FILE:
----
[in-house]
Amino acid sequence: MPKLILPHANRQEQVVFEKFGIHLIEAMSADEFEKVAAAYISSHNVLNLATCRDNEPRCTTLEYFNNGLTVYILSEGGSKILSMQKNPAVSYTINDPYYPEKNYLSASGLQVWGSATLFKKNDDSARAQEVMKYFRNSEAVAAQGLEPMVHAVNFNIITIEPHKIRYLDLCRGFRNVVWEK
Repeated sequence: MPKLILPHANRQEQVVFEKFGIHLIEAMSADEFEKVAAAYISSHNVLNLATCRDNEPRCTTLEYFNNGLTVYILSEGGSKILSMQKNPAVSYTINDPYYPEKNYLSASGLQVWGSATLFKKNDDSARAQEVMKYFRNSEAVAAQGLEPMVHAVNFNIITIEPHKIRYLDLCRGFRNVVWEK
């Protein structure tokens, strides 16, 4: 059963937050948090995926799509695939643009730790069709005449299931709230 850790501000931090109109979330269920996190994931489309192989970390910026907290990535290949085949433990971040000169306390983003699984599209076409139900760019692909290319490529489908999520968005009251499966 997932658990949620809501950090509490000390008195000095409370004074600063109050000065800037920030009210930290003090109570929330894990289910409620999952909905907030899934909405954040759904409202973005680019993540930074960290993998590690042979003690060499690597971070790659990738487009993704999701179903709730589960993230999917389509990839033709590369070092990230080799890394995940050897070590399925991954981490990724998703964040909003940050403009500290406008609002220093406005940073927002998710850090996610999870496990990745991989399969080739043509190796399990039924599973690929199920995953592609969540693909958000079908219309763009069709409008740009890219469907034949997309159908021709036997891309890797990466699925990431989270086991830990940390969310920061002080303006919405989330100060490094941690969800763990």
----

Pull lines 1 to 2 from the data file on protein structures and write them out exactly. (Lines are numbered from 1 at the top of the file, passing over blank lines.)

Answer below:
[in-house]
Amino acid sequence: MPKLILPHANRQEQVVFEKFGIHLIEAMSADEFEKVAAAYISSHNVLNLATCRDNEPRCTTLEYFNNGLTVYILSEGGSKILSMQKNPAVSYTINDPYYPEKNYLSASGLQVWGSATLFKKNDDSARAQEVMKYFRNSEAVAAQGLEPMVHAVNFNIITIEPHKIRYLDLCRGFRNVVWEK